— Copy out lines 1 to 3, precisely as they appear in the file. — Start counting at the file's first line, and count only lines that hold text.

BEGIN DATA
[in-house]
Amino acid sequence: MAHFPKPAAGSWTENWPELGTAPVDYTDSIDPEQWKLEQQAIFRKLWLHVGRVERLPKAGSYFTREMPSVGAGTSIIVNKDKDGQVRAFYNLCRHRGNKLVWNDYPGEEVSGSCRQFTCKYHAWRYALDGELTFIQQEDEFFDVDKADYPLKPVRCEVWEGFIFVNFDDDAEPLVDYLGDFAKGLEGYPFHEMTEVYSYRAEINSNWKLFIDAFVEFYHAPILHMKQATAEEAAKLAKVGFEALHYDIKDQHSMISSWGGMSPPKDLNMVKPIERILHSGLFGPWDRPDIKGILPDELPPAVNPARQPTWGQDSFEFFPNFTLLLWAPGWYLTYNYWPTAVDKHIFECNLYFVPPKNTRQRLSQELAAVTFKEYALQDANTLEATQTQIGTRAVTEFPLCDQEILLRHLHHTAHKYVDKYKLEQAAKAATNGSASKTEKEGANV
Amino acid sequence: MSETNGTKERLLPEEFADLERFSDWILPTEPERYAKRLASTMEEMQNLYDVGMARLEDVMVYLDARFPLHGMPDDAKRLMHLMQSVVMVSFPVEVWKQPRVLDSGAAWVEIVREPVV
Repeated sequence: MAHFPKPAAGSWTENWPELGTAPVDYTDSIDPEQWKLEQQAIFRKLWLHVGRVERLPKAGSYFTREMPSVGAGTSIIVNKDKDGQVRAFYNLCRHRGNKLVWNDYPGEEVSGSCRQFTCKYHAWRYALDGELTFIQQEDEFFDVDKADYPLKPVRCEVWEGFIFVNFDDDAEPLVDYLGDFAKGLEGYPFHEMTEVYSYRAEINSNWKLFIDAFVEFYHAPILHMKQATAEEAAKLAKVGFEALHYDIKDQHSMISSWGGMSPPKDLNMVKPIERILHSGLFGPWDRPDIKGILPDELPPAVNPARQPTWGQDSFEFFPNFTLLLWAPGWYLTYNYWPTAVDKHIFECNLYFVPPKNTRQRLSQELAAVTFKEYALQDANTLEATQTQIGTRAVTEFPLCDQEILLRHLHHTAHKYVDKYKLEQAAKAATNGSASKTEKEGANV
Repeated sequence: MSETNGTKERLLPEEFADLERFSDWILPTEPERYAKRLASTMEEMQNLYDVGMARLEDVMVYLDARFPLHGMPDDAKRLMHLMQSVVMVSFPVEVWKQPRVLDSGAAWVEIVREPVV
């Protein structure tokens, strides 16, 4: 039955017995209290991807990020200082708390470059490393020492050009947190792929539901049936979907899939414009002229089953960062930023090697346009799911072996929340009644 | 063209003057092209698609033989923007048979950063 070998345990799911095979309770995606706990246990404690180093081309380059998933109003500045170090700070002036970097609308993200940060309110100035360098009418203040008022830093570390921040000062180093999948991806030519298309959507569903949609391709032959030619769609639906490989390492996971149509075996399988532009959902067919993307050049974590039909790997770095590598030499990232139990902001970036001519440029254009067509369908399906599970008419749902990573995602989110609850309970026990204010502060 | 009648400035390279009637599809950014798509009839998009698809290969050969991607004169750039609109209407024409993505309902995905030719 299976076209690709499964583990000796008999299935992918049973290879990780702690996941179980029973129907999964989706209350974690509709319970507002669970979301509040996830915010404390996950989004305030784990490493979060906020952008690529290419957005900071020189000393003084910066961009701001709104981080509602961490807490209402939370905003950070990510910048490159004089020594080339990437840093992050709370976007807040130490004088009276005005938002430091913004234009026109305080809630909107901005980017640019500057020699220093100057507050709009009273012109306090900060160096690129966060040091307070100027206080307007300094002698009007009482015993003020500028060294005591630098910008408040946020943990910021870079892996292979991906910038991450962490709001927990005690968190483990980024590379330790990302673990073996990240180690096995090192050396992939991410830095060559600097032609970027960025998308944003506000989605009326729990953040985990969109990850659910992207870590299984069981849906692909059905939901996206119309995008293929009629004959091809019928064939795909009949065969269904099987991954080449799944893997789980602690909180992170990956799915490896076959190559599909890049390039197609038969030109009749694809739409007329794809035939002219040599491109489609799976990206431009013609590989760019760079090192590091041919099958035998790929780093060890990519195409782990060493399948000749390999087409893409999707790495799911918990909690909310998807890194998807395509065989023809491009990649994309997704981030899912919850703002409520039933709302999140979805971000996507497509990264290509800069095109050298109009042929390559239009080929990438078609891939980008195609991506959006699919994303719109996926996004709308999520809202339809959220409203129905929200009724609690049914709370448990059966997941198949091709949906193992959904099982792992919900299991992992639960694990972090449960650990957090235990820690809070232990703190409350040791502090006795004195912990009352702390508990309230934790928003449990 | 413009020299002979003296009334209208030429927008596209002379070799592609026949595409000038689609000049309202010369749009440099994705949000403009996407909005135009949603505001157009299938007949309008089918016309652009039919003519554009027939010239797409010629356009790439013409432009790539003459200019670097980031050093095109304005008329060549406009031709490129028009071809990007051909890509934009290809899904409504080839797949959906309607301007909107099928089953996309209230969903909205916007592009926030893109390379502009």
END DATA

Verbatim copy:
[in-house]
Amino acid sequence: MAHFPKPAAGSWTENWPELGTAPVDYTDSIDPEQWKLEQQAIFRKLWLHVGRVERLPKAGSYFTREMPSVGAGTSIIVNKDKDGQVRAFYNLCRHRGNKLVWNDYPGEEVSGSCRQFTCKYHAWRYALDGELTFIQQEDEFFDVDKADYPLKPVRCEVWEGFIFVNFDDDAEPLVDYLGDFAKGLEGYPFHEMTEVYSYRAEINSNWKLFIDAFVEFYHAPILHMKQATAEEAAKLAKVGFEALHYDIKDQHSMISSWGGMSPPKDLNMVKPIERILHSGLFGPWDRPDIKGILPDELPPAVNPARQPTWGQDSFEFFPNFTLLLWAPGWYLTYNYWPTAVDKHIFECNLYFVPPKNTRQRLSQELAAVTFKEYALQDANTLEATQTQIGTRAVTEFPLCDQEILLRHLHHTAHKYVDKYKLEQAAKAATNGSASKTEKEGANV
Amino acid sequence: MSETNGTKERLLPEEFADLERFSDWILPTEPERYAKRLASTMEEMQNLYDVGMARLEDVMVYLDARFPLHGMPDDAKRLMHLMQSVVMVSFPVEVWKQPRVLDSGAAWVEIVREPVV